In a recent email discussion a fellow Microsoft Regional Director, Patrick Hynds, drew an analogy comparing programming languages to tanks and A-10 attack planes:
I know when to use a Tank (plodding and durable lethality) and I know when to use a A-10 (fast, maneuverable and vulnerable lethality), but if you make tanks fly and add a few feet of armor on an A-10 then you get the same muddy water we have between C# and VB.Net. Those that know me will forgive the military analogy ;)
I continued the analogy:
The problem we have today, in my opinion, is that C# is a flying tank and VB is a heavily armored attack plane.
Microsoft did wonderful things when creating .NET and these two languages - simply wonderful. But the end result is that no sane person would purchase either a tank or an A-10 now, because both features can be had in a single product. Well, actually two products that are virtually identical except for their heritage.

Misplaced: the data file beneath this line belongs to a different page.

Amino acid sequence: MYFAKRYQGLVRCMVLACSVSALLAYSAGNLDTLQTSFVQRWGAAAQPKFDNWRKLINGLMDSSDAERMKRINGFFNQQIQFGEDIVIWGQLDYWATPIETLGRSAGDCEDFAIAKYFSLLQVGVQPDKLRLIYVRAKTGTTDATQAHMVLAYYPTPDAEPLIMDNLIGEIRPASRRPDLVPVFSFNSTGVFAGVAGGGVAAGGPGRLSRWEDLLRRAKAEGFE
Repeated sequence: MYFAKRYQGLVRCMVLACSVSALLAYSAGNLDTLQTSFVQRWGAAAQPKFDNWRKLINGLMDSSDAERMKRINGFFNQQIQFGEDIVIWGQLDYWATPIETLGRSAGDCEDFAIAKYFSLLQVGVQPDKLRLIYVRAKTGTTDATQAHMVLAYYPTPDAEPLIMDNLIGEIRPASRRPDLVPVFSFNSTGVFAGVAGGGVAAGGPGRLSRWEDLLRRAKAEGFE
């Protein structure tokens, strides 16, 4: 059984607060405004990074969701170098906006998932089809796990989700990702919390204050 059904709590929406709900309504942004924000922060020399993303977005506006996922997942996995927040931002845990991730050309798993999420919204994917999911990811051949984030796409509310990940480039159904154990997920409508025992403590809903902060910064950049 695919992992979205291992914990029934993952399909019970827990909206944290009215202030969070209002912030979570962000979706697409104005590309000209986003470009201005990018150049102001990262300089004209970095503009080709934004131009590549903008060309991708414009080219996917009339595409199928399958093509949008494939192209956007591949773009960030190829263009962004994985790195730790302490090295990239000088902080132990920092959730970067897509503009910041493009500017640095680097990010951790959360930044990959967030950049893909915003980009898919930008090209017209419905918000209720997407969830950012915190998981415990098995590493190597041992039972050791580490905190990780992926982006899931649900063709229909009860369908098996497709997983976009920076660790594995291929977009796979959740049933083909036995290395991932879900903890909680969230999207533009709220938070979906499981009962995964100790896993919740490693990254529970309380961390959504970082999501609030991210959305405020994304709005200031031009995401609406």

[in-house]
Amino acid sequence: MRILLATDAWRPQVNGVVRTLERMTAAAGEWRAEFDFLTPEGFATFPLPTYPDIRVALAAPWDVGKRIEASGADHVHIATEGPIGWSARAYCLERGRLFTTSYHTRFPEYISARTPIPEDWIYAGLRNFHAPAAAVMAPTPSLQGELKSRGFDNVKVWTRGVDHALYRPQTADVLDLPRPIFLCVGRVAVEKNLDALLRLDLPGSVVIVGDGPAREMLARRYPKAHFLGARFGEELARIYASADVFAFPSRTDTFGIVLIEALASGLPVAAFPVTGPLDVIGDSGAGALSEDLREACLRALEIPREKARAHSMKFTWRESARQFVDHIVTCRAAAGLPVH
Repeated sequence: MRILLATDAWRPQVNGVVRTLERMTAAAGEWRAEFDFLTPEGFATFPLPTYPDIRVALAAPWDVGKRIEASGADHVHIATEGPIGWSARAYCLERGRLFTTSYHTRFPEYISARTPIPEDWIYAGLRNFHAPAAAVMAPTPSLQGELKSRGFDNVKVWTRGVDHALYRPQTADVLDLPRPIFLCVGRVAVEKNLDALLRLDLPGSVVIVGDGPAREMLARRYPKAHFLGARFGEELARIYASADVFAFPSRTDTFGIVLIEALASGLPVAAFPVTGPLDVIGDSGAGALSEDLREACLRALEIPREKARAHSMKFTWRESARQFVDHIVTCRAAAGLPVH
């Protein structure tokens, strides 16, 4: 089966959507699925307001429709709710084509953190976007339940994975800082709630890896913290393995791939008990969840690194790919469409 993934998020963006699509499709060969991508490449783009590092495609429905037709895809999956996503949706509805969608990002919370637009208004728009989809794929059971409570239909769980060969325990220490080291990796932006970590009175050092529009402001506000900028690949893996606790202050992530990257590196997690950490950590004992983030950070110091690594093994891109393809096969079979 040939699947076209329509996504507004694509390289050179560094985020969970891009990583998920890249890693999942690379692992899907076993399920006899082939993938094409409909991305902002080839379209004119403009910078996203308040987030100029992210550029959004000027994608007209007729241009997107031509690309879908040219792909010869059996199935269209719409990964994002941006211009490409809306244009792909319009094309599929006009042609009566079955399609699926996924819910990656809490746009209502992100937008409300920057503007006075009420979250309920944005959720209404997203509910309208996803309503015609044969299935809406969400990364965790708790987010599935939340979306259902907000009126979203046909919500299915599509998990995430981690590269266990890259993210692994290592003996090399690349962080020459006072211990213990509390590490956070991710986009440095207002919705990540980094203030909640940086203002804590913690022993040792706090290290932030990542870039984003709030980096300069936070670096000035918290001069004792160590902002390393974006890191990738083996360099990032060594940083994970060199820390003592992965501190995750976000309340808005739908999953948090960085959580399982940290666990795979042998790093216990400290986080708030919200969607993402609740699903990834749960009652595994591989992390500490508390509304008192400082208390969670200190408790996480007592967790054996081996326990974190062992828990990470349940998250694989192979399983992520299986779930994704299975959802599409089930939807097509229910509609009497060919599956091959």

Of course both hold baggage from history. For instance, C# clings to the obsolete concept of case-sensitivity, and VB clings to the equally obsolete idea of line continuation characters.
Unfortunately the idea of creating a whole new language where the focus is on the compiler doing more work and the programmer doing less just isn't in the cards. It doesn't seem like there's any meaningful language innovation going on, nor has there been for many, many years...
(Even LINQ (cool though it is) doesn't count. We had most of LINQ on the VAX in FORTRAN and VAX Basic 15 years ago...)
The only possible area of interest here are DSLs (domain-specific languages), and I personally think they are doomed to be a repeat of CASE.